A major question is the power source driving the winds of Jupiter. On Earth, energy from sunlight heats the atmosphere more at the equator than at the poles. Resulting temperature and pressure differences combined with the Earth 's rotation produce the major wind patterns on our planet. At Jupiter, sunlight is much weaker and is probably not sufficient to drive the Jovian wind systems. For Jupiter a source other than or in addition to sunlight is necessary to power the winds. Most likely the internal heat makes major contributions. Also there may be energy derived from the latent heat of water - rising water vapor, cooling to where water condenses into droplets, releases heat - or from latent heat of other substances. This could contribute to the driving energy of Jupiter 's wind systems. By the Probe 's measurements of where sunlight is de - posited in the cloudy atmosphere, and the depth of the winds, important clues about the origin of Jupiter 's winds can be had.

A prominent feature of Jupiter 's cloud system is a Great Red Spot that has been observed for almost 400 years. The spot is an extensive vortex storm, somewhat like a hurricane on Earth. Its diameter is about twice Earth 's diameter. The intensity and size of the spot has, however, varied over the many years that it has been observed. Big questions awaiting answers are why is it red and why is it so permanent? Earth 's storms last for days or weeks only. Also,why is there only one red spot? Increased knowledge about Jupiter 's atmosphere is expected to solve these mysteries.

a diagram of the composition of Jupiter
Structure of Jupiter based on data
gathered prior to Project Galileo

Twice as much heat leaves Jupiter as that arriving from solar radiation. This heat could be escaping from the interior of Jupiter by large scale convection like a boiling pot of water, or by narrow plumes like those in thunderstorms. Rising columns of air produce thunderstorm - like features. Spacecraft have recorded brilliant lightning flashes in Jupiter 's atmosphere. These are far brighter than typical lightning occurring on Earth. On Jupiter, lightning seems to occur in a few favored locations on the planet, unlike Earth where it is distributed fairly randomly over land and sea. The mystery is why? Another question that may be answered by Galileo is whether or not these lightning bolts originate in water clouds as lightning does on Earth.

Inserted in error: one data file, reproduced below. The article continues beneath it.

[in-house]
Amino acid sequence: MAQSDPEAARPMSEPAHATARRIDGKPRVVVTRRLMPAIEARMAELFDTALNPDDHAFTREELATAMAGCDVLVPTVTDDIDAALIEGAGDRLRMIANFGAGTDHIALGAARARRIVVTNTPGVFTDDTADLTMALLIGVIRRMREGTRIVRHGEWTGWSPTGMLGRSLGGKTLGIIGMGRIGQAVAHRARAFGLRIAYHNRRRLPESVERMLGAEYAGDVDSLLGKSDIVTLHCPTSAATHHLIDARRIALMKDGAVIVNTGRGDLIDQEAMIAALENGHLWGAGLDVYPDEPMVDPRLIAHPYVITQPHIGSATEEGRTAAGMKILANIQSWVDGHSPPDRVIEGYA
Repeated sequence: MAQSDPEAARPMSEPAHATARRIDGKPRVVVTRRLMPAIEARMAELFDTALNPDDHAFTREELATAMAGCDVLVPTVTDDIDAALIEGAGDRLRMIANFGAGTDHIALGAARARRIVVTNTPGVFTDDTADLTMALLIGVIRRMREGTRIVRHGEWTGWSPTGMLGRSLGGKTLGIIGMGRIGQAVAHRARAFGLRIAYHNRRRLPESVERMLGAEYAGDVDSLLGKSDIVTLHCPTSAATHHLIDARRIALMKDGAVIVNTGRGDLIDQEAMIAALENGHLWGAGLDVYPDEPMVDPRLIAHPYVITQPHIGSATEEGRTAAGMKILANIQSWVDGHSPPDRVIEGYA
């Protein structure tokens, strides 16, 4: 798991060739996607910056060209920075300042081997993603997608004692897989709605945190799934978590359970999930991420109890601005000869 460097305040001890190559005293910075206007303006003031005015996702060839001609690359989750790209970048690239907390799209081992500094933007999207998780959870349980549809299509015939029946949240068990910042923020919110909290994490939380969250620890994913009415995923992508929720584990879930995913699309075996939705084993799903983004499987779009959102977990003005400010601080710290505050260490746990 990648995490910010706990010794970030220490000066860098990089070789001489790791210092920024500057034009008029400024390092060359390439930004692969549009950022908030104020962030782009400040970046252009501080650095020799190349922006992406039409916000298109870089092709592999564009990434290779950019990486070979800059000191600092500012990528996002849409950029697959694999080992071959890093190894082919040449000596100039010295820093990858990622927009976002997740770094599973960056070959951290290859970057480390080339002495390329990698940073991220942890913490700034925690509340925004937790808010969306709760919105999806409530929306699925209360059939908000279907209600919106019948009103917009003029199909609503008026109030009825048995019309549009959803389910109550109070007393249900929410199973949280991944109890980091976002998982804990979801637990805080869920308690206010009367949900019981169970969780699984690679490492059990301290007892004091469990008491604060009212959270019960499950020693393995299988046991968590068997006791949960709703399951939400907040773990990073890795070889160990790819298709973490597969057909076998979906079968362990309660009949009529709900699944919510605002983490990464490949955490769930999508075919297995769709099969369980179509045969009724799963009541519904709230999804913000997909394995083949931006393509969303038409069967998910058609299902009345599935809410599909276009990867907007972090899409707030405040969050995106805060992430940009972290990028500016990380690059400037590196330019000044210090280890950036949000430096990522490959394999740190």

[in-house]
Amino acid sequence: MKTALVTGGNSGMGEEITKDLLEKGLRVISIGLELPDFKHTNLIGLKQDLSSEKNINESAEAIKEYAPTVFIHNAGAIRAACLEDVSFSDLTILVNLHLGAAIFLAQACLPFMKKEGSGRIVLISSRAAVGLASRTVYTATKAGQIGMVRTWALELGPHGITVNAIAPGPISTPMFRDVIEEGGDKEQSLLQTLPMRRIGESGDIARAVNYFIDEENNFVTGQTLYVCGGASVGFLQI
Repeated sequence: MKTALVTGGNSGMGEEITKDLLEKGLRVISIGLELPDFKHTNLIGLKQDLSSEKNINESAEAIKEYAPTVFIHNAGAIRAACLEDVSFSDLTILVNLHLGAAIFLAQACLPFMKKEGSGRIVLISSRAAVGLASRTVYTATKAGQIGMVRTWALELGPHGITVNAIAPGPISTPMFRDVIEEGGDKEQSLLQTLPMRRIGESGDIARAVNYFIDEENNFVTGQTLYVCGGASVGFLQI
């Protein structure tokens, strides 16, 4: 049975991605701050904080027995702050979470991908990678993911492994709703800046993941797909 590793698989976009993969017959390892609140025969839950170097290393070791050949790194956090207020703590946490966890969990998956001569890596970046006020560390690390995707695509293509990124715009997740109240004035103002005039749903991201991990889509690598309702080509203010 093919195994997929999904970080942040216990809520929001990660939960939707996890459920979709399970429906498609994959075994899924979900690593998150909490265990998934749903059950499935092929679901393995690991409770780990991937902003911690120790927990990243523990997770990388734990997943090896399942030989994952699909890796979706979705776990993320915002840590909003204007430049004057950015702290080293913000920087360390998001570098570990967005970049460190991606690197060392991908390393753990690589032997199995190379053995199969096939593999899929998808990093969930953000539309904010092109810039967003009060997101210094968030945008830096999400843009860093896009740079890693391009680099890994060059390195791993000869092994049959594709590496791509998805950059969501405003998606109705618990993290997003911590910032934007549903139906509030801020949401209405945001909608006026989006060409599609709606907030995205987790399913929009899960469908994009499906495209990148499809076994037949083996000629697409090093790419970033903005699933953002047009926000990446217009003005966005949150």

Scientists think that the internal heat of Jupiter comes from the gravitational contraction of this huge fluid world together with heat left over from the formation of the planet. Soon after its formation Jupiter was most likely much hotter than it is now, almost approaching a second star in our Solar System. The Galilean satellites were heated and atmospheres driven from them. However, Jupiter did not possess sufficient mass for nuclear reactions to start converting hydrogen into helium, the power source that makes stars shine.

The interior of Jupiter is very different from those of the Solar System 's terrestrial planets. These inner planets - Mercury, Venus, Earth, and Mars - are rocky bodies possessing thin atmospheric shells. By contrast Jupiter is unlikely to have a solid surface. Studies of the density, size, shape, rotation, and gravitational field of Jupiter allowed scientists to approximate what the interior of Jupiter is like. There is a deep atmospheric shell of mainly gaseous hydrogen and helium below which pressure and temperature are high enough for a liquid hydrogen shell. Deeper still the hydrogen is converted into a shell of metallic hydrogen in which currents give rise to Jupiter 's intense magnetic field - the strongest of all planets of the Solar System. At the center of the metallic hydrogen region there may be a small rocky core consisting of rocks that because of the extremely high temperature and pressure must be unlike any rocks we know on Earth.

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This page was created by Tobin A. Snell and Josh Parker.